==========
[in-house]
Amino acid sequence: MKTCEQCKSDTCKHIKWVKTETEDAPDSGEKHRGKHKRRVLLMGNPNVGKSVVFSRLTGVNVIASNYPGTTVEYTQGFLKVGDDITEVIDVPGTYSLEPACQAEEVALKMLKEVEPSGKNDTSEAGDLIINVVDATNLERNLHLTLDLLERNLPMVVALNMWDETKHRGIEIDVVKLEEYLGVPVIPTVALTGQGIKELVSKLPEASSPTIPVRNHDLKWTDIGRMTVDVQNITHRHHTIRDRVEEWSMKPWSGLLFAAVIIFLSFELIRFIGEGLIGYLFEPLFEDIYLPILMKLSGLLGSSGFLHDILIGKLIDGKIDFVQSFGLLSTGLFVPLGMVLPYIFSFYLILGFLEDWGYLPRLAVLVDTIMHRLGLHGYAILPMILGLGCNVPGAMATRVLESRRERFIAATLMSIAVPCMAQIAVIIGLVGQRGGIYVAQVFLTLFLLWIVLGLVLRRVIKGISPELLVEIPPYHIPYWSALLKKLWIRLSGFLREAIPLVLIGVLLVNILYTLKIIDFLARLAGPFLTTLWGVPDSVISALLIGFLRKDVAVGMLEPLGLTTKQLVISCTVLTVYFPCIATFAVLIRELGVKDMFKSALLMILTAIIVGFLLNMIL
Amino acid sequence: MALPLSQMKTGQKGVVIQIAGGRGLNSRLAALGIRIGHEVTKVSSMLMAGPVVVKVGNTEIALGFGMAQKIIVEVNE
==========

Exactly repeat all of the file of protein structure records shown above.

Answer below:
[in-house]
Amino acid sequence: MKTCEQCKSDTCKHIKWVKTETEDAPDSGEKHRGKHKRRVLLMGNPNVGKSVVFSRLTGVNVIASNYPGTTVEYTQGFLKVGDDITEVIDVPGTYSLEPACQAEEVALKMLKEVEPSGKNDTSEAGDLIINVVDATNLERNLHLTLDLLERNLPMVVALNMWDETKHRGIEIDVVKLEEYLGVPVIPTVALTGQGIKELVSKLPEASSPTIPVRNHDLKWTDIGRMTVDVQNITHRHHTIRDRVEEWSMKPWSGLLFAAVIIFLSFELIRFIGEGLIGYLFEPLFEDIYLPILMKLSGLLGSSGFLHDILIGKLIDGKIDFVQSFGLLSTGLFVPLGMVLPYIFSFYLILGFLEDWGYLPRLAVLVDTIMHRLGLHGYAILPMILGLGCNVPGAMATRVLESRRERFIAATLMSIAVPCMAQIAVIIGLVGQRGGIYVAQVFLTLFLLWIVLGLVLRRVIKGISPELLVEIPPYHIPYWSALLKKLWIRLSGFLREAIPLVLIGVLLVNILYTLKIIDFLARLAGPFLTTLWGVPDSVISALLIGFLRKDVAVGMLEPLGLTTKQLVISCTVLTVYFPCIATFAVLIRELGVKDMFKSALLMILTAIIVGFLLNMIL
Amino acid sequence: MALPLSQMKTGQKGVVIQIAGGRGLNSRLAALGIRIGHEVTKVSSMLMAGPVVVKVGNTEIALGFGMAQKIIVEVNE